Nearly a year after Russian flights to Egypt were suspended in response to a fatal crash in Sinai, Minister of Civil Aviation Sherif Fathy has announced that direct flights could resume in October.
Fathy told the press Monday that on a visit to Moscow in mid-July he worked out a road map with Russian authorities, and they had a few notes on security regulations at Egyptian airports that need to be further discussed.
Following Fathy’s statements, Russian news agency Sputnik quoted Russian Minister of Transport Maxim Sokolov as saying that an invitation from Egypt to run tests on flight safety is awaited, and that Russia is willing to send a delegation of experts to Egypt at the end of August or beginning of September.
Russia suspended all flights to Egypt after a Russian plane departing from the Sharm el-Sheikh Airport crashed in the Sinai desert in October 2015, killing all 224 people on board.
On Monday Fathy said investigations into the crash are still ongoing and that a delegation of Russian investigators is currently cooperating with Egypt’s General Prosecution before it issues the final report on the cause of the crash.
Fathy also reiterated that Russia’s suspension of flights to Egypt has no political dimensions, and that Russia has shown interest in resuming them.
The minister’s statements were backed up by Ministry of Foreign Affairs Spokesperson Ahmed Abu Zaid, who told reporters on Tuesday that Egyptian-Russian relations have not been affected by the crash. He added that Egypt understood the reasons behind Russia’s decision, and has been putting serious regulations in place to increase security at Egyptian airports.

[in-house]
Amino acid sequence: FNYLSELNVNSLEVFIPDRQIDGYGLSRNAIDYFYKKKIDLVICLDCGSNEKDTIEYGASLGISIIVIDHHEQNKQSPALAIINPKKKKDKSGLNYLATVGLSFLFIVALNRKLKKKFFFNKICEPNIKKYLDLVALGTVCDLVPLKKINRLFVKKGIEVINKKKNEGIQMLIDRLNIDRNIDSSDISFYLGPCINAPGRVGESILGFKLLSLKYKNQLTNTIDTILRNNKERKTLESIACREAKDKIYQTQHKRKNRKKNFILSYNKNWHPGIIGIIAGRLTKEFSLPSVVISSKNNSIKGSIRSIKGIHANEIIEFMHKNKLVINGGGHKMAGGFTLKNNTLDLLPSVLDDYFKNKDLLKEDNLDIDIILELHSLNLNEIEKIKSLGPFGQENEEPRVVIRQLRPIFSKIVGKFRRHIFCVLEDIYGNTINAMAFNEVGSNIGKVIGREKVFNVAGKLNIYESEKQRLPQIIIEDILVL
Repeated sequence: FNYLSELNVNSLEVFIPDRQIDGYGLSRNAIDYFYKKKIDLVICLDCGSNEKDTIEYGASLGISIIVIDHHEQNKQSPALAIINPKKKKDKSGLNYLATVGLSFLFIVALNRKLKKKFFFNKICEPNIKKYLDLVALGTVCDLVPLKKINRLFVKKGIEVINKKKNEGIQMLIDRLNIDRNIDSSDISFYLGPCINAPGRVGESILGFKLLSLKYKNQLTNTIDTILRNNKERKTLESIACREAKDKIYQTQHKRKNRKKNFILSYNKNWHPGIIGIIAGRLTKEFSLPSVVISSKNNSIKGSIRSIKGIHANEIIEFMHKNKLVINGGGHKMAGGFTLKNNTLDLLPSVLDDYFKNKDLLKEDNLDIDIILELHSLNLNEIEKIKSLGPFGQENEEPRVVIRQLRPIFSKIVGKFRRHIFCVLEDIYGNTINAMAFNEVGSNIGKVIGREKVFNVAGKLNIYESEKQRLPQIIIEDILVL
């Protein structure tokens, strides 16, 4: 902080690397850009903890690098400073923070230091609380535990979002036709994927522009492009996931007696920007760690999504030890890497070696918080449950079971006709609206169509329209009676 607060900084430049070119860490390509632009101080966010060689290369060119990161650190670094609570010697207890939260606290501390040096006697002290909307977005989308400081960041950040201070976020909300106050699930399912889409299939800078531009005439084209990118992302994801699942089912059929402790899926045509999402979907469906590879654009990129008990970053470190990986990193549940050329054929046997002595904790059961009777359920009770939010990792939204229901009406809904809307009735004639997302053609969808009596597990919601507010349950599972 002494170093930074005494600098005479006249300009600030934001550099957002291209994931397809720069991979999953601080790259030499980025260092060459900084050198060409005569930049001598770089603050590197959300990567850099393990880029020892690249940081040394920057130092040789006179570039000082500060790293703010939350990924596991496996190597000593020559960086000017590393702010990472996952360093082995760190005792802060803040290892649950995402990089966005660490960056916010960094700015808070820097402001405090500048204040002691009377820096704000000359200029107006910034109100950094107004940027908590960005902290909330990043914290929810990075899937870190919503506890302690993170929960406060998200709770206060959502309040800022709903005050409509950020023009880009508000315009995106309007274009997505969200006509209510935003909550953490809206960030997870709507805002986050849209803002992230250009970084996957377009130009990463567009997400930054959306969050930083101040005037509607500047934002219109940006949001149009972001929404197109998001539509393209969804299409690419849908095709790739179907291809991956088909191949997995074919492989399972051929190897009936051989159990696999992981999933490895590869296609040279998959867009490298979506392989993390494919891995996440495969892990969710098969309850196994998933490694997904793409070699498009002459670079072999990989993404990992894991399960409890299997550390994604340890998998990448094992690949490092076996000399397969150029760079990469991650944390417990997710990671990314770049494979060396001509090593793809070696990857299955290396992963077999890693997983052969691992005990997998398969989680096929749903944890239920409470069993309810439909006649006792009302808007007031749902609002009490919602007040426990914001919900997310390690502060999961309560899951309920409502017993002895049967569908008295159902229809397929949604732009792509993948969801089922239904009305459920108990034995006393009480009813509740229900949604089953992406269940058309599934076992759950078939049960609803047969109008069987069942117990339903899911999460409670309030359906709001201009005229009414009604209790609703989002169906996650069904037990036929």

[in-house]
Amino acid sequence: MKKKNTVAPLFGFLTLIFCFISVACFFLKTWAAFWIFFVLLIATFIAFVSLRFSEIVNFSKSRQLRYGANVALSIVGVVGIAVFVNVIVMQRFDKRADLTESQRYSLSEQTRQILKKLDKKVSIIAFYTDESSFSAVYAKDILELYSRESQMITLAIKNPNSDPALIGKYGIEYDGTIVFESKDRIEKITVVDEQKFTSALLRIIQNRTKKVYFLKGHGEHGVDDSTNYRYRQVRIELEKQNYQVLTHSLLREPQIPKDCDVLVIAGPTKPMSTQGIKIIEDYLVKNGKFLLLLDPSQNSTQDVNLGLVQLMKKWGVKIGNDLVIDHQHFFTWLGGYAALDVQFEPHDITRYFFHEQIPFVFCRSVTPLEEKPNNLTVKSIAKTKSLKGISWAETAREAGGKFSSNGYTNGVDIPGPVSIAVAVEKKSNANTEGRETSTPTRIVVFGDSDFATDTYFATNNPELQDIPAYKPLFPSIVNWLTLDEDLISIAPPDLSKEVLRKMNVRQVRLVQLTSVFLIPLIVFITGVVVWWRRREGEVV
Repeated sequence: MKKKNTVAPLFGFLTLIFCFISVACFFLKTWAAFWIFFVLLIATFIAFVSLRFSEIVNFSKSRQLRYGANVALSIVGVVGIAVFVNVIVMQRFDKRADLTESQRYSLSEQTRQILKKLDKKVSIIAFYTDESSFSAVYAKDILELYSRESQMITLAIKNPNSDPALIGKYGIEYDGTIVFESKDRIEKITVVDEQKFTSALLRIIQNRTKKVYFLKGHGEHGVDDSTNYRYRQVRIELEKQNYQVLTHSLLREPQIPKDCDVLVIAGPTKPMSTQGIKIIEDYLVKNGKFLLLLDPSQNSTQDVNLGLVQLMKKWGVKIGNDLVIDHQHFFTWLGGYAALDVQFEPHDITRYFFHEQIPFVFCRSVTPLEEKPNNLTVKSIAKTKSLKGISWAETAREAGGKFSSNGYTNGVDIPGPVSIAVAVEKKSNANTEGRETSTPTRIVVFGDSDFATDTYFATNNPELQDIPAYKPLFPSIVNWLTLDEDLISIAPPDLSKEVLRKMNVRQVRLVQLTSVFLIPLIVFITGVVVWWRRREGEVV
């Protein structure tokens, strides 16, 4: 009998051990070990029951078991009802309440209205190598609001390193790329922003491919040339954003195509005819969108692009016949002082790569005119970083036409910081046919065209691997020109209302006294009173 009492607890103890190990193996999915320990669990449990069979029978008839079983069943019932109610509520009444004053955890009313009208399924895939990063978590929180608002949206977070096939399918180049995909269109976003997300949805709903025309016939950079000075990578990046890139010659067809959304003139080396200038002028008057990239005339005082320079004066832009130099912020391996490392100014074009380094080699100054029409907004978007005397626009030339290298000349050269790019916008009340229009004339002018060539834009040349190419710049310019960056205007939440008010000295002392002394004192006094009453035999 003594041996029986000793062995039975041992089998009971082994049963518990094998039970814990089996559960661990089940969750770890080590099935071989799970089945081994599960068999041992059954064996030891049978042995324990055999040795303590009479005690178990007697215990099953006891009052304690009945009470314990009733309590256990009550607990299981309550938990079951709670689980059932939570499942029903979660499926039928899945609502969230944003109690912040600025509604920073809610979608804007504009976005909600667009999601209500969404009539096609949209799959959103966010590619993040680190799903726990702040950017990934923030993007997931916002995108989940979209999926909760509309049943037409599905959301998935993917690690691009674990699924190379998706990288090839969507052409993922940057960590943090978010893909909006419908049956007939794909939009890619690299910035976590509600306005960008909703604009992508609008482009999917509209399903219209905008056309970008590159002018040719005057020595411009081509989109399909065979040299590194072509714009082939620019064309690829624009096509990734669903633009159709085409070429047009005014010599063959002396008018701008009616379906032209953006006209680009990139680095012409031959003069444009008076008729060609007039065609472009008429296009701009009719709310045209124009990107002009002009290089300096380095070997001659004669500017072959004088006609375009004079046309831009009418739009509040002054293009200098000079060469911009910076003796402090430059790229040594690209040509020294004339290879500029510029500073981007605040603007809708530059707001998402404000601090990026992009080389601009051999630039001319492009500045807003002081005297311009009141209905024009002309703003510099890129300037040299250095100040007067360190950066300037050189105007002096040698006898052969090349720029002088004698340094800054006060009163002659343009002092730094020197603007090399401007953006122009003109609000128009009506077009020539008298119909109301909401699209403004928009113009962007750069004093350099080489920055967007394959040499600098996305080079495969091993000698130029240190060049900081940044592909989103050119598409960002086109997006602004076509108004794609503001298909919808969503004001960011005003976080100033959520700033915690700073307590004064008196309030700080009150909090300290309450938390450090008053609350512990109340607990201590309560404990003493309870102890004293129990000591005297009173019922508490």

Abu Zaid also said that Egypt and Russia are in constant communication, and that there have been visits by Egypt and requests by Russia, and that he expects Russian tourism to resume after the new regulations are in place.
Earlier in August, Russian Minister Sokolov announced that Egypt and Russia had signed an agreement on airport security in Egypt.
The Russian plane crash was another blow to Egypt’s already ailing tourism and aviation sectors.
The number of tourists visiting Egypt dropped by 46.3 percent this January, according to state statistics agency CAPMAS, while Egypt’s aviation sector has experienced frequent crises in recent months, including ongoing repercussions from the crash of an EgyptAir plane flying from Paris to Cairo in May.